Deborah Altschul, PhD
Deborah Altschul, PhD, chief of community behavioral health in the UNM Department of Psychiatry and Behavioral Sciences, runs the New Mexico Screening, Brief Intervention and Referral to Treatment (NM-SBIRT) program. 
Credit: John Arnold

In the substance use and mental health world, researchers know that early detection and treatment can greatly improve outcomes. In New Mexico these conditions often go untreated because of stigma and lack of access due to the limited behavioral health workforce. 

Deborah Altschul, PhD, aims to address these challenges head-on with her New Mexico Screening, Brief Intervention and Referral to Treatment (NM-SBIRT) program. 

“Most people already go to primary and urgent care for other health issues,” says Altschul, chief of community behavioral health in the UNM Department of Psychiatry and Behavioral Sciences. “Our goal is to infuse behavioral health into these settings. That way, treatment is easily accessible in nonthreatening settings.” 

Each of the program’s sites houses a behavioral health provider along with a certified peer support worker. Every patient undergoes a universal screen that takes only minutes to complete.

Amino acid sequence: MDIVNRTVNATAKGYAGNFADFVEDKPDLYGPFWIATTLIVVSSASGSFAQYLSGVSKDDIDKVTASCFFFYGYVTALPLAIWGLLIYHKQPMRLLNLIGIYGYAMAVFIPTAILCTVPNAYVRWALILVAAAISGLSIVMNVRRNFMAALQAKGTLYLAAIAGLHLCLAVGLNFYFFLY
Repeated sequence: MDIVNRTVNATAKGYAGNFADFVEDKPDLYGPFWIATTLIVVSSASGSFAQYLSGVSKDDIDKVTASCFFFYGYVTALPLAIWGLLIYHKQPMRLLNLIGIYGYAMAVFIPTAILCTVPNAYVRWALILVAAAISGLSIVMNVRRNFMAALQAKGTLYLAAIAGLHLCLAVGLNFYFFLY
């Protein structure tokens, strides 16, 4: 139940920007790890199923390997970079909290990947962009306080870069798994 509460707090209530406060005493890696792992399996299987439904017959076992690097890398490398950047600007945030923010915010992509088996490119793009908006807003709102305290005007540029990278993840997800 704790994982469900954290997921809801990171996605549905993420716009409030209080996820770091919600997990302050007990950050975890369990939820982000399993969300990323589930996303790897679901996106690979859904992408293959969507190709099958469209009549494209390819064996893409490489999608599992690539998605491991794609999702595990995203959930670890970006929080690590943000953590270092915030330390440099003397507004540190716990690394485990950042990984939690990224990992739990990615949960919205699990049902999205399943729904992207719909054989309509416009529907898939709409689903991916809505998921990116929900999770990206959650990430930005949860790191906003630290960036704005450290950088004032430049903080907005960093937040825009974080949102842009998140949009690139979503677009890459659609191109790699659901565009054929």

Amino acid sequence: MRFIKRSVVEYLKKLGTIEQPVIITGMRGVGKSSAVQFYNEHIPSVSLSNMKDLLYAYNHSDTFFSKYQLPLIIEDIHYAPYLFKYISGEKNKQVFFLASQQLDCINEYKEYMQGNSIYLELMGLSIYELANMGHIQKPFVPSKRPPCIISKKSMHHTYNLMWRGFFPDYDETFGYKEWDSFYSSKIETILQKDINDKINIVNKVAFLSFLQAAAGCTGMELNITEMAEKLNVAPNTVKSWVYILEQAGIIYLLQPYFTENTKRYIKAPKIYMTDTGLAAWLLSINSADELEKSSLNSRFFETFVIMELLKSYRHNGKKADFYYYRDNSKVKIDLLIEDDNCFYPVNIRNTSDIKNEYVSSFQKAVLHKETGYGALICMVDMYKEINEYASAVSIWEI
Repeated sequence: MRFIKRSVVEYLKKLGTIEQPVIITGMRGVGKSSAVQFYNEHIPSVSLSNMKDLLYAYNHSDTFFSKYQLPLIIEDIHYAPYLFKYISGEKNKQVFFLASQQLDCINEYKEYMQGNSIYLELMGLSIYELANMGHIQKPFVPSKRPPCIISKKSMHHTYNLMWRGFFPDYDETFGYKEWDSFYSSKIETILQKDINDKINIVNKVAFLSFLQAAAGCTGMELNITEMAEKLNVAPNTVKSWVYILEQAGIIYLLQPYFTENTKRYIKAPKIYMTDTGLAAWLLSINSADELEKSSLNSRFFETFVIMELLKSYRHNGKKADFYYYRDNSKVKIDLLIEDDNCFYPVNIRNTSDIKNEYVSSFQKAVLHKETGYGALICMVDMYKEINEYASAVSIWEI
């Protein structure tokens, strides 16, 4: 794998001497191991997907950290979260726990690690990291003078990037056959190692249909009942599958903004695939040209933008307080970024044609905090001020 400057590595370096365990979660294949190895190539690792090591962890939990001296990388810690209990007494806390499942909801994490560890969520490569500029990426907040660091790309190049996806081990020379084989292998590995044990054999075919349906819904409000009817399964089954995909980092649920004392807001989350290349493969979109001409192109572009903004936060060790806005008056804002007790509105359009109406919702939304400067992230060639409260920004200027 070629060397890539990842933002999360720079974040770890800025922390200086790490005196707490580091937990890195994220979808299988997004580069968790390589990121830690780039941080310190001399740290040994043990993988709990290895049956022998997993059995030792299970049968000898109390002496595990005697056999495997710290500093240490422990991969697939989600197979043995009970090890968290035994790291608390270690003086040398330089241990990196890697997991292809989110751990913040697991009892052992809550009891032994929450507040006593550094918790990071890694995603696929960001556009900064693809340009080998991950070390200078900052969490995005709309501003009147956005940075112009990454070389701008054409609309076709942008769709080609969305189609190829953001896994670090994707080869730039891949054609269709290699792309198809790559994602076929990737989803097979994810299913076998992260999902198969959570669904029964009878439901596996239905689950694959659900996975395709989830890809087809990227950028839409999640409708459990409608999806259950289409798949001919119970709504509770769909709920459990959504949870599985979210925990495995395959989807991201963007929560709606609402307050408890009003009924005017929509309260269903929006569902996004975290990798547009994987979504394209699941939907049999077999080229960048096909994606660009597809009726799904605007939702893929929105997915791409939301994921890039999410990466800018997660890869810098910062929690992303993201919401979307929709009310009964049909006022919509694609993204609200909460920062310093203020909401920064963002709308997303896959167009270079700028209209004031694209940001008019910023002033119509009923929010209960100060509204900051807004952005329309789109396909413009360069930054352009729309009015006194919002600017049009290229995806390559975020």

If the screen is positive for substance abuse, depression, anxiety or trauma, patients are immediately introduced to the behavioral health team for further assessment and treatment. “This increases access to convenient, evidence-based treatment,” Altschul says. 

Altschul and her team collect data on every person who is screened. They follow 20 percent of the patients who screen positive every six months for two years to evaluate whether this approach effectively integrates behavioral health into primary care settings.  

“By putting screening and treatment where people already are comfortable seeking help, we hope to catch substance abuse and mental health issues before they become big problems,” Altschul says.  

“Additionally, given our state’s limited behavioral health workforce and health disparities, this research has major implications for public health in New Mexico.”